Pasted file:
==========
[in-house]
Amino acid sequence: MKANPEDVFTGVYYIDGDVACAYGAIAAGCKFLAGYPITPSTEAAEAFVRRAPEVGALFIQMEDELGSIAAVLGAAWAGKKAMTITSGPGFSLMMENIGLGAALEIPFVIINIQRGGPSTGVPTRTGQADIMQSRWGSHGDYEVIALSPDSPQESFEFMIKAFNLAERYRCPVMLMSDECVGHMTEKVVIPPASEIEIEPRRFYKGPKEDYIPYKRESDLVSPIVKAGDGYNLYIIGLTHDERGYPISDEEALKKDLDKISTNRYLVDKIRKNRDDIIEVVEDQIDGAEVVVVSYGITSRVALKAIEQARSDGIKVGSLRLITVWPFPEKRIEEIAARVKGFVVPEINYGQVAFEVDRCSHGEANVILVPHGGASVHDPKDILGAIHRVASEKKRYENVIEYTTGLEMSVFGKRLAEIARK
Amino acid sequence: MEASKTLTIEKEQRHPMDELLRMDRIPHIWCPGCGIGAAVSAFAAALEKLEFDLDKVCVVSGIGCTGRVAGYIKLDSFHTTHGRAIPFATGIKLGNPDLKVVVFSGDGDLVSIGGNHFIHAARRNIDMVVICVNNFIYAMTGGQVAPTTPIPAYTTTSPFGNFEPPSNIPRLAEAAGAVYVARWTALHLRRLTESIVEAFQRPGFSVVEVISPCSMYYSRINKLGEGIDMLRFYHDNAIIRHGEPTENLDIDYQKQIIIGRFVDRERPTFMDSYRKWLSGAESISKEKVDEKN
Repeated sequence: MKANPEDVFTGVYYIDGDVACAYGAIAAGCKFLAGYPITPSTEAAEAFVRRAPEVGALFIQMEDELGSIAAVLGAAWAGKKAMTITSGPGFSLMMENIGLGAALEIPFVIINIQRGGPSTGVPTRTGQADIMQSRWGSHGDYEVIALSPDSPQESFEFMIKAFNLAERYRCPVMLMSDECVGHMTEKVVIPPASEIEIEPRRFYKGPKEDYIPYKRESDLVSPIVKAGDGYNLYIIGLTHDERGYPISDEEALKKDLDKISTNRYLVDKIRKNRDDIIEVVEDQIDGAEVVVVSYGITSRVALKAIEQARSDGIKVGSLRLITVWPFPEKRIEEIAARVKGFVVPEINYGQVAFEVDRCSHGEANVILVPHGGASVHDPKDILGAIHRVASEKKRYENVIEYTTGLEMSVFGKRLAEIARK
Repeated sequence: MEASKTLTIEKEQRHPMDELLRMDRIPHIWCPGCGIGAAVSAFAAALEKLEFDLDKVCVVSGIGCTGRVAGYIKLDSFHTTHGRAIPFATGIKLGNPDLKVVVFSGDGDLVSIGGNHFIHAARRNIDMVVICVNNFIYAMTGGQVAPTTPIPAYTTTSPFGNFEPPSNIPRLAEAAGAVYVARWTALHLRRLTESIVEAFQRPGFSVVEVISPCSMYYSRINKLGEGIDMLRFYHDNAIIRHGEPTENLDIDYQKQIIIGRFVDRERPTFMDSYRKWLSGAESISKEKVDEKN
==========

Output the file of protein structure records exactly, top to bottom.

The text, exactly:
[in-house]
Amino acid sequence: MKANPEDVFTGVYYIDGDVACAYGAIAAGCKFLAGYPITPSTEAAEAFVRRAPEVGALFIQMEDELGSIAAVLGAAWAGKKAMTITSGPGFSLMMENIGLGAALEIPFVIINIQRGGPSTGVPTRTGQADIMQSRWGSHGDYEVIALSPDSPQESFEFMIKAFNLAERYRCPVMLMSDECVGHMTEKVVIPPASEIEIEPRRFYKGPKEDYIPYKRESDLVSPIVKAGDGYNLYIIGLTHDERGYPISDEEALKKDLDKISTNRYLVDKIRKNRDDIIEVVEDQIDGAEVVVVSYGITSRVALKAIEQARSDGIKVGSLRLITVWPFPEKRIEEIAARVKGFVVPEINYGQVAFEVDRCSHGEANVILVPHGGASVHDPKDILGAIHRVASEKKRYENVIEYTTGLEMSVFGKRLAEIARK
Amino acid sequence: MEASKTLTIEKEQRHPMDELLRMDRIPHIWCPGCGIGAAVSAFAAALEKLEFDLDKVCVVSGIGCTGRVAGYIKLDSFHTTHGRAIPFATGIKLGNPDLKVVVFSGDGDLVSIGGNHFIHAARRNIDMVVICVNNFIYAMTGGQVAPTTPIPAYTTTSPFGNFEPPSNIPRLAEAAGAVYVARWTALHLRRLTESIVEAFQRPGFSVVEVISPCSMYYSRINKLGEGIDMLRFYHDNAIIRHGEPTENLDIDYQKQIIIGRFVDRERPTFMDSYRKWLSGAESISKEKVDEKN
Repeated sequence: MKANPEDVFTGVYYIDGDVACAYGAIAAGCKFLAGYPITPSTEAAEAFVRRAPEVGALFIQMEDELGSIAAVLGAAWAGKKAMTITSGPGFSLMMENIGLGAALEIPFVIINIQRGGPSTGVPTRTGQADIMQSRWGSHGDYEVIALSPDSPQESFEFMIKAFNLAERYRCPVMLMSDECVGHMTEKVVIPPASEIEIEPRRFYKGPKEDYIPYKRESDLVSPIVKAGDGYNLYIIGLTHDERGYPISDEEALKKDLDKISTNRYLVDKIRKNRDDIIEVVEDQIDGAEVVVVSYGITSRVALKAIEQARSDGIKVGSLRLITVWPFPEKRIEEIAARVKGFVVPEINYGQVAFEVDRCSHGEANVILVPHGGASVHDPKDILGAIHRVASEKKRYENVIEYTTGLEMSVFGKRLAEIARK
Repeated sequence: MEASKTLTIEKEQRHPMDELLRMDRIPHIWCPGCGIGAAVSAFAAALEKLEFDLDKVCVVSGIGCTGRVAGYIKLDSFHTTHGRAIPFATGIKLGNPDLKVVVFSGDGDLVSIGGNHFIHAARRNIDMVVICVNNFIYAMTGGQVAPTTPIPAYTTTSPFGNFEPPSNIPRLAEAAGAVYVARWTALHLRRLTESIVEAFQRPGFSVVEVISPCSMYYSRINKLGEGIDMLRFYHDNAIIRHGEPTENLDIDYQKQIIIGRFVDRERPTFMDSYRKWLSGAESISKEKVDEKN